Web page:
IT IS the day to be thankful.
Of course, we should be thankful every day, but we’re not. For 364 days, we gripe about everything from high gas prices to global warming, but we do set aside at least one day to (at least theoretically) be thankful for the good things in life.
We have chosen to celebrate our day of thanks at the expense of dead turkeys with cranberry sauce that no one eats and by watching the mighty Lions of Detroit get clawed to smithereens by the Bears of Chicago.
The game is meaningless, but it is a Thanksgiving Day tradition, so we feel obligated to watch. After all, what else is there to do while dinner is cooking?
That meal, according to Norman Rockwell, is a happy gathering of extended family members sitting gleefully around the dining room table thinking how wonderful it is for everyone to be together again.
But Rockwell, who painted those iconic Saturday Evening Post covers in the 1950s, never envisioned today’s political climate. Today, Thanksgiving is seating Uncle John’s family of Republicans to the right side of the table and Cousin Mildred’s passel of Democrats to the far left. And it is a wife threatening divorce if her husband dares to bring up politics.
With everyone sitting around the table playing on their smartphones, it might be prudent to text the Thanksgiving meal prayer rather than say it aloud. That way, you know everyone at the table will take note when their phone dings.
In that prayer, we dare not mention the fact that we are thankful for that COVID vaccine that we sought when we said grace last Thanksgiving. That could start Uncle John’s family screaming about a government conspiracy, to which Cousin Mildred’s folks would reply that they were glad they were sitting at the other end of the table from unvaccinated idiots.
If we thank God for the meal, someone is bound to bring up the high cost of food since the Democrats took over the White House and the House of Representatives. And if someone prays for everyone’s safe return home, there will surely follow a heated discussion about how much it cost to fill the gas tank to make the trip.
The men plead with the women to schedule the Thanksgiving Day meal so that it won’t conflict with the Dallas–Las Vegas football game. Nobody really cares about Detroit and Chicago, but every male in attendance is interested in Dallas. Half are Cowboy lovers and half are Cowboy haters. There is no in-between.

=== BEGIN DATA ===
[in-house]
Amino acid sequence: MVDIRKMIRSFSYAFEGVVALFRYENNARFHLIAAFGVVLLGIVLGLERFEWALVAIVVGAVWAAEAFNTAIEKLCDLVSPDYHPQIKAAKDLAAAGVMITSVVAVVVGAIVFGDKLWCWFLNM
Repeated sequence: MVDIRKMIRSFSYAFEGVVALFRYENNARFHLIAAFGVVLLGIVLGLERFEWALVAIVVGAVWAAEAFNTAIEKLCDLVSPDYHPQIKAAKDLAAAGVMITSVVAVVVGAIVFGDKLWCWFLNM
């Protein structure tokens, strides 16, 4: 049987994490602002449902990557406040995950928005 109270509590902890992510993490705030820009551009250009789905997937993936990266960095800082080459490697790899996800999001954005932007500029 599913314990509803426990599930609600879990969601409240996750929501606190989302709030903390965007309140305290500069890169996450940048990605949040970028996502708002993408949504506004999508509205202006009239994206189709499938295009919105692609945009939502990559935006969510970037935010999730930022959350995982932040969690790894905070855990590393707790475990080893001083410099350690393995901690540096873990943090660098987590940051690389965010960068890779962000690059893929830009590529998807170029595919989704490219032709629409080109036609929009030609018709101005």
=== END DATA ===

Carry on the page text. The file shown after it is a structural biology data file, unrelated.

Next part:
Despite these pleas, the woman of the house has everyone sit down at the table exactly the moment Dallas is about to score. She unceremoniously cuts off the TV and again threatens divorce or worse if her husband dares turn it back on before the last drop of cranberry sauce is tossed in the trash.
Thankfully, every man has his cellphone handy and can keep up with the game while eating. Norman Rockwell never painted a Thanksgiving Day dinner with family members sitting around the table with a fork in one hand and a cellphone in the other.
Last night, women warned their husbands who hunt that they had better be home at a certain time.
“I don’t care if you’re stalking a 36-point buck! You unload that rifle and head home. You be home when the company arrives!”
Home. Home for Thanksgiving. Home with friends and family. Home with plenty to eat. We don’t know how lucky we are and we should truly be thankful for what we have.
We should be especially thankful to be together after COVID caused many families to be apart last year. And we should be thankful for the vaccine that is getting us out of this pandemic.
For one day, let’s try to put politics on the back burner and try to keep the conversation somewhat civil.
Of course, if you really want to stir up trouble, just inform Uncle John’s family that the cooking thermometer is really a syringe that is injecting COVID vaccine and a government tracking chip, which someone will swallow, into the turkey.
But that would be mean and we don’t want to be mean on Thanksgiving. So behave yourself and stay away from politics.
It is acceptable, however, to boo the Cowboys—even on Thanksgiving.